Wed, 29 Mar 2017
Global companies were supposed to be more efficient, leveraging resources from across the world, from places where they are best sourced, to create value on an unprecedented scale. That seemed to be the case in fact.
Western multinationals used cheaper labour in underdeveloped countries to manufacture products that relied on inputs from all over the world and technologies developed in their more expensive labour markets. Studies now suggest these advantages are being lost. Labour is no longer as cheap in many places.
In China, for example, lifestyles are becoming increasingly aspirational – more Chinese are now seeking the good life and consequently demanding higher wages. In addition, local firms are now themselves employing the technologies developed in the more advanced labour markets – think Safaricom and M-Pesa in Kenya.
As the Economist put it in January, “the companies at the cutting edge are local, not global.” As a result of these and other factors, such as the strong dollar, the profits of multinationals are falling.
Thus, it is increasingly difficult to make a business case for the global company, at least in the form of costly brick-and-mortar operations in numerous countries. And the reduction of global ambitions among the multinationals has coincided with resurgent populist nationalism in the developed world.
In response, the trend is increasingly towards localisation – a global company leverages its well-recognised brand but adapts it to the local conditions of the host country. General Electric, the American industrial giant, is a case in point.
In May 2016, Jeffrey Immelt, its chairman and chief executive, put the strategy succinctly: “Globalisation is being attacked like never before […] in the future, sustainable growth will require a local capability inside a global footprint.”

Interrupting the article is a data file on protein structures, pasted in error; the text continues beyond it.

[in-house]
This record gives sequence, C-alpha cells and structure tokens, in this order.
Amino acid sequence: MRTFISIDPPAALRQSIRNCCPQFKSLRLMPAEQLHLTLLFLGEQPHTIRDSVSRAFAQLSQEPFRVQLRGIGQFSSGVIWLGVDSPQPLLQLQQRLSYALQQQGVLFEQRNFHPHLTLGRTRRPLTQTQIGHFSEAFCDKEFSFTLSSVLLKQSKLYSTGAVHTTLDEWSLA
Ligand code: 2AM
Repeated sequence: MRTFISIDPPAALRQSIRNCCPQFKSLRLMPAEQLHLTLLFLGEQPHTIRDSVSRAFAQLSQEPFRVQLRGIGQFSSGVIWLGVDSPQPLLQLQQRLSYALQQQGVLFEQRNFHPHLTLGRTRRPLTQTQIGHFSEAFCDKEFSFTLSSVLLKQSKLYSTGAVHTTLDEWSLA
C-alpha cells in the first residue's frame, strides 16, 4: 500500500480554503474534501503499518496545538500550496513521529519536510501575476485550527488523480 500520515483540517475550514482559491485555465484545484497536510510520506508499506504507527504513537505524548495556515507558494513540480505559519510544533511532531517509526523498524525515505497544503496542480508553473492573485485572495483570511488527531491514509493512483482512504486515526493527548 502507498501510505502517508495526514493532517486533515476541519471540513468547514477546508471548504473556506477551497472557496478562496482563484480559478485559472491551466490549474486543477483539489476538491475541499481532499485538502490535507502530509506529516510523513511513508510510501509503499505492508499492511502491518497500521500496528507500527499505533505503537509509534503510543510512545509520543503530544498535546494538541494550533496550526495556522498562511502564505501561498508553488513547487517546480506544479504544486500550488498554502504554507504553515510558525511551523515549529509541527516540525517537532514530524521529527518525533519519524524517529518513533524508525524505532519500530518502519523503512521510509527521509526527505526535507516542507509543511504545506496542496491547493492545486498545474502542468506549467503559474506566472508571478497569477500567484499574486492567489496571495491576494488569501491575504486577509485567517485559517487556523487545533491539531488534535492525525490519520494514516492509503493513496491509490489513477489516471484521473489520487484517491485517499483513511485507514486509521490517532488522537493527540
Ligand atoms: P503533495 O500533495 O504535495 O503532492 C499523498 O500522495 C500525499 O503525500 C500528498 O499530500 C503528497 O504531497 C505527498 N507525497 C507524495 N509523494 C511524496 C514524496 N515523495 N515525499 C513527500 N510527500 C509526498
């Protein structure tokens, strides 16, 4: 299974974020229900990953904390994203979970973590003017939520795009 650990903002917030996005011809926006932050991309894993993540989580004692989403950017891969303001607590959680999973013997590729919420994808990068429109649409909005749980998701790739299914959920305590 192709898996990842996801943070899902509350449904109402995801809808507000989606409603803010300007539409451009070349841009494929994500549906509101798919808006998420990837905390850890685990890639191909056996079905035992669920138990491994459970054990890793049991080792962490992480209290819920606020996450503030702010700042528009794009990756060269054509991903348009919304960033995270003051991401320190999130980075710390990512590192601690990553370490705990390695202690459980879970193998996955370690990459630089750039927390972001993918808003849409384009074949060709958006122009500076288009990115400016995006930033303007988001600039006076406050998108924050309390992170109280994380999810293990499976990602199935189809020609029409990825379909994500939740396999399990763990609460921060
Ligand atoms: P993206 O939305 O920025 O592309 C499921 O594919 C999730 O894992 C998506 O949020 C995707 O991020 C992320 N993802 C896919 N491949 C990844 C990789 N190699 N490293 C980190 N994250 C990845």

Other than in the large economies of Nigeria, South Africa, Egypt and Kenya, it hardly makes business sense for a multinational to build an entire supply chain in an individual African country. A cement manufacturer in Nigeria could easily supply the entire West African region.
A bank in South Africa, where capital is abundant but opportunities scarce, could deploy capital in African countries desperate for investment. It should be easy to sell fertiliser produced in Morocco anywhere it is needed on the continent.
So why have long-established Western conglomerates on the continent not seized this opportunity? Instead, most build independent country operations ship out primary commodities to their home countries in Europe or elsewhere, and subsequently ship back finished goods into African countries.
True, those in the fast-moving consumer goods sector do some manufacturing in-country and sell to the domestic market. But their operations are rarely regionally integrated.
African governments are partly to blame. Border restrictions, currency controls, incongruent trade regulations and so on stifle intra-African trade.
Governments say they want to promote such trade, but make little effort to do so. Even in the East African exception, where progress is being made in infrastructural integration, worries about the increasing dominance of Kenya have been a source of grumbling, for instance by Tanzania.
The challenge for companies
Still, if intra-African trade is to be lifted from its current paltry [...]